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Electrophysiology of Two Parallel Conducting Systems in the Colonial Hexacorallia

G. A. B. Shelton and I. D. McFarlane
Proceedings of the Royal Society of London. Series B, Biological Sciences
Vol. 193, No. 1110 (Mar. 30, 1976), pp. 77-87
Published by: Royal Society
Stable URL: http://www.jstor.org/stable/77178
Page Count: 11
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Electrophysiology of Two Parallel Conducting Systems in the Colonial Hexacorallia
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Abstract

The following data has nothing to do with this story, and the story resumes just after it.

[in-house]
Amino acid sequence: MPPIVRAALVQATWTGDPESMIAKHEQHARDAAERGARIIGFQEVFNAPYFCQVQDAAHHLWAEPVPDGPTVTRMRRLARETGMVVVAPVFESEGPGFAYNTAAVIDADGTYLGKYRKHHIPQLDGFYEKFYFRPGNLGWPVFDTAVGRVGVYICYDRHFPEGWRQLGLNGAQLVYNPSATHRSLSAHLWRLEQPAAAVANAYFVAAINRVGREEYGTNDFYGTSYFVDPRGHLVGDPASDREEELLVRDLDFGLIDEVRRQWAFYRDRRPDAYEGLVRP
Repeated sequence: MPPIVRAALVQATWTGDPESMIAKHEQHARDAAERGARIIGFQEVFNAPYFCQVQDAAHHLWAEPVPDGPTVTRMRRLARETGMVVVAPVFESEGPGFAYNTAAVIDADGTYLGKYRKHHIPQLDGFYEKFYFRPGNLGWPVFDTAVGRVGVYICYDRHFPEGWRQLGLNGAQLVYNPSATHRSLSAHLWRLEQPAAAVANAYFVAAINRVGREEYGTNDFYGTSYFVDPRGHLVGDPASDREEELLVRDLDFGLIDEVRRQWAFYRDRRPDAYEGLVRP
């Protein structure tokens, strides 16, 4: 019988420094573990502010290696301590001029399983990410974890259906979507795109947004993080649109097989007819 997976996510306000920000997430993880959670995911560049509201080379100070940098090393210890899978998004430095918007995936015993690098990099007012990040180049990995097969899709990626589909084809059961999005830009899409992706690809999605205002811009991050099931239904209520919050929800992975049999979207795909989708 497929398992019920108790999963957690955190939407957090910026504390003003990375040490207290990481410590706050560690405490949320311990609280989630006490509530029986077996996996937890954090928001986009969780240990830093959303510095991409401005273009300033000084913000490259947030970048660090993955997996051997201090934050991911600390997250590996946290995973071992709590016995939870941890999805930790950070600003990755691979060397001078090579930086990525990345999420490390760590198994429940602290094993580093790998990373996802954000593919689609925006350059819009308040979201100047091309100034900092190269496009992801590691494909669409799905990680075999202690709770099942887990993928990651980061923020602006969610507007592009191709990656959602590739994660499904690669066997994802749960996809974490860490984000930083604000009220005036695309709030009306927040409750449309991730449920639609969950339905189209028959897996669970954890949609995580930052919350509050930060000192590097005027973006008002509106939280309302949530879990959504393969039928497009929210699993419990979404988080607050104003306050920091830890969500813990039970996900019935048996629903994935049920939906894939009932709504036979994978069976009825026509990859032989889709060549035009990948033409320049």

Extracellular polythene suction electrodes have been used to record electrical activity in four species of Madreporaria - Dendrogyra cylindrus, Meandrina meandrites, Mussa angulosa and Eusmilia fastigiata. A colonial conduction system, believed to be the nerve net, was found in all species. It conducted without decrement between all polyps. A second colonial system was found in Meandrina, Mussa and Eusmilia. Pulses could be recorded only from tentacles or oral disks though the system could be excited by electrical or mechanical stimuli to any part of the colony. In the tentacles and oral disk, this conduction system had a refractory period of about 60 ms while in the column or interpolyp regions the refractory period was much longer - up to several seconds. The effect of these differences was to limit the frequency of conduction of pulses in this system between polyps. The second system is compared to the s.s.1 (ectodermal slow conduction system) of the sea anemone Calliactis parasitica. It is the first demonstrated example of a colonial slow conduction system in the Hexacorallia and is similar in properties to a colonial slow conduction system previously described for Pennatula phosphorea (Octocorallia). The slow conduction system may have a role during feeding behaviour by promoting expansion of tentacles and the production of mucus.

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